There is the documented account appearing in Yang Jwing Ming's book of Li Ching-Yuen who was born in Szechuan Province in 1678 AD and died in 1928 - living to the ripe old age of 250. Most of his wives died early, so he was married 14 times over the course of his life! Li was an herbalist and an avid Qigong practitioner, living in the lush mountain ranges of Szechuan. When he was 71 years of age, he joined the army of Provincial Commander-in-Chief Yeuh Jong-Chyi in 1749. It was said he practiced various Nei Gong (Inner Exercises) that prevented his body from falling prey to disease. These practices kept his organs functioning efficiently and his mind thinking clearly. This account - considered true in many historic accounts in both Mainland China and in Taiwan - gives us hope that through Taoist practice, combined with proper herbs, the potential of the human body and mind to live beyond 200 years is a tangible possibility.

During my travels through China studying Qigong, I had the great opportunity to study with many senior masters such as Duan Zhi Liang and Luo You Ming, who were well into their 90s. These great teachers had agile bodies and lucid minds. They all shared a common sense of humor, enjoying a good laugh or playing practical jokes on me. They also shared the consistent, daily practice of Qigong. I believe their vibrancy was due their utilization of Qigong's physical exercise and mental calming techniques. Implicit in their Qigong was also the spiritual world. This is the part of the practice that moves you beyond the trappings of the physical body. This is the most subtle and least understood part of Qigong, yet maybe the most powerful. It is powerful because only through accessing the "spiritual" component of life can we truly transcend the physical. This is what we call "metaphysical" in English. In Mandarin, we may say "Shen."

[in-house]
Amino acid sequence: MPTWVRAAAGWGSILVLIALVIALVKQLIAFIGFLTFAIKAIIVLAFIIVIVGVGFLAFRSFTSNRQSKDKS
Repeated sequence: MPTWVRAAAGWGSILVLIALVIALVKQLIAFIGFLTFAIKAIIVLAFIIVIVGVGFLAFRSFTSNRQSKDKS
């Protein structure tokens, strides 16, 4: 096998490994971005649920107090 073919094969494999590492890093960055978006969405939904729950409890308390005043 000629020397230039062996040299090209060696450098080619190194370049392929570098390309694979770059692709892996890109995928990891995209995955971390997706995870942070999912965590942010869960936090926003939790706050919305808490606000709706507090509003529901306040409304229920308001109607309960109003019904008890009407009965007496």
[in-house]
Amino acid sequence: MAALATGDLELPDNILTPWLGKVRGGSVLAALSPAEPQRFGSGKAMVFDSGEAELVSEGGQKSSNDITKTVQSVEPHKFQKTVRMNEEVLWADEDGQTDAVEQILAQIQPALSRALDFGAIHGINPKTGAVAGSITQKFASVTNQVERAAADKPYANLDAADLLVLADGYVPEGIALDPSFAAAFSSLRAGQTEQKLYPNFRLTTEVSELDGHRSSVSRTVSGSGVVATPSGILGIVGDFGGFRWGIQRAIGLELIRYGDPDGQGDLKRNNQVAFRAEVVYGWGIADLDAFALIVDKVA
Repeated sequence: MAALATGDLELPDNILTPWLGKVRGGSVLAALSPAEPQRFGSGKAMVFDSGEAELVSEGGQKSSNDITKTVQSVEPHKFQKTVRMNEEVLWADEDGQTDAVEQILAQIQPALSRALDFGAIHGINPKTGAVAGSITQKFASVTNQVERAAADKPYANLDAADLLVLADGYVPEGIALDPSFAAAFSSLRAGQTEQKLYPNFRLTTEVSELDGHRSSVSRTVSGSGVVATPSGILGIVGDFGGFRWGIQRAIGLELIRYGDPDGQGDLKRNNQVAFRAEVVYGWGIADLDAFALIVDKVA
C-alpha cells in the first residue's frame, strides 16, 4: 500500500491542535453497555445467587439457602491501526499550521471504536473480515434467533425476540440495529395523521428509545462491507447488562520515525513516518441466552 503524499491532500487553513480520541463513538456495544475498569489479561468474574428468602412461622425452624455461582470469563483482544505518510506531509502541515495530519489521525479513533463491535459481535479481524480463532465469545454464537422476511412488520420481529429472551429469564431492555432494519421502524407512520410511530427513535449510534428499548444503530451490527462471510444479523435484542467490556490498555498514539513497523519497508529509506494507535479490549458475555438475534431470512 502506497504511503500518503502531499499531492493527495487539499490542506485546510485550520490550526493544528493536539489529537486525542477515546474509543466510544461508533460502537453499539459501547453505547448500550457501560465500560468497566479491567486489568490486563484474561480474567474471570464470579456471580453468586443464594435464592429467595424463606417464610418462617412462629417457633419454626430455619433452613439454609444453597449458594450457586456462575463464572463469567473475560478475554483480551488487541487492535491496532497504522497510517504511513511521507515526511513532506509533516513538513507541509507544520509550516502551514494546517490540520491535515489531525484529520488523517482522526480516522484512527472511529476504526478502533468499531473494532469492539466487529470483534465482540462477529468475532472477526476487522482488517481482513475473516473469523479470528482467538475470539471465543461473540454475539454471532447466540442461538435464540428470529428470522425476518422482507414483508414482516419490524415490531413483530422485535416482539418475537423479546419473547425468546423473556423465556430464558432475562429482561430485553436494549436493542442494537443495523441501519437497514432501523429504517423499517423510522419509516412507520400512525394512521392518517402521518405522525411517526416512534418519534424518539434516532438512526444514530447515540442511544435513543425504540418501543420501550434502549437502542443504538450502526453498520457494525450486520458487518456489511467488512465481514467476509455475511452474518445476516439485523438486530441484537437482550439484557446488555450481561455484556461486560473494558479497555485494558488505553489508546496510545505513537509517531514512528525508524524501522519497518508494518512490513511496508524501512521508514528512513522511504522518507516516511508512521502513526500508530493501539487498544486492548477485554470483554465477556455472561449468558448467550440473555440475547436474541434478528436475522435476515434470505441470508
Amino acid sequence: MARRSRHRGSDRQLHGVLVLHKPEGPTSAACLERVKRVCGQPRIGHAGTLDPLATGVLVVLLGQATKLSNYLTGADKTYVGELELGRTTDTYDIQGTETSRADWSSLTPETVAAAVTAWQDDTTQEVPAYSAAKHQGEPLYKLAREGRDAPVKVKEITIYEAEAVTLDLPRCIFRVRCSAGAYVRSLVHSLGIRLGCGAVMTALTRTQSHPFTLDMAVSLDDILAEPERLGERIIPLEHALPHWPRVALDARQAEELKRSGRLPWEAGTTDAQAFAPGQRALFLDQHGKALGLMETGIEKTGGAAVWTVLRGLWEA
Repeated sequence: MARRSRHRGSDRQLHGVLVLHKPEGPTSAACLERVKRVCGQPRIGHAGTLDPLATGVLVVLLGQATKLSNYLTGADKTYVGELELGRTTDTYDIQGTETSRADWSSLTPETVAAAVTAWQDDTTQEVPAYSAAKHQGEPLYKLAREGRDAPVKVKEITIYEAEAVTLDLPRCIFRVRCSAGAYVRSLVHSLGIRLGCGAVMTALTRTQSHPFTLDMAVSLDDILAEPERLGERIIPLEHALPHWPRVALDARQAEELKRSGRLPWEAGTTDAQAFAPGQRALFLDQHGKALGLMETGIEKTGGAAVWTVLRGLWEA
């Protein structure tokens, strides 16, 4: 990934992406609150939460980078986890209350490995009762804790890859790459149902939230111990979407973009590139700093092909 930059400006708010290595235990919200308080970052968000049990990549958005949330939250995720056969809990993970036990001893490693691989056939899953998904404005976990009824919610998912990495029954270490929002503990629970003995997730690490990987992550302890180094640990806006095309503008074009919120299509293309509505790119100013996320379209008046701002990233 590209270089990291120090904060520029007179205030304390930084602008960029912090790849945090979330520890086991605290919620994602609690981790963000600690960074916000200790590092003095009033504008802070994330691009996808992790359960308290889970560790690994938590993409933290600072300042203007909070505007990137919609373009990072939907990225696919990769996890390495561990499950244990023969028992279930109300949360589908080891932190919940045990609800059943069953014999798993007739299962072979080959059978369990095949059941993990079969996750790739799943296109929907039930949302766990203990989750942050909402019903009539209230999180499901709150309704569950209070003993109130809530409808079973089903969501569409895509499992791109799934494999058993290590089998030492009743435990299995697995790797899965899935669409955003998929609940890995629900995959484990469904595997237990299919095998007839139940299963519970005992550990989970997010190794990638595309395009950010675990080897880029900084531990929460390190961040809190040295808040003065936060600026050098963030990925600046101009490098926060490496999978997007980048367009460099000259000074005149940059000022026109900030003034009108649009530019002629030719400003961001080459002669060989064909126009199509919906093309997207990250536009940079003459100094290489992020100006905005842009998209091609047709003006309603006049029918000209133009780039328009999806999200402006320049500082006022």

3 Aspects of Taoist Qi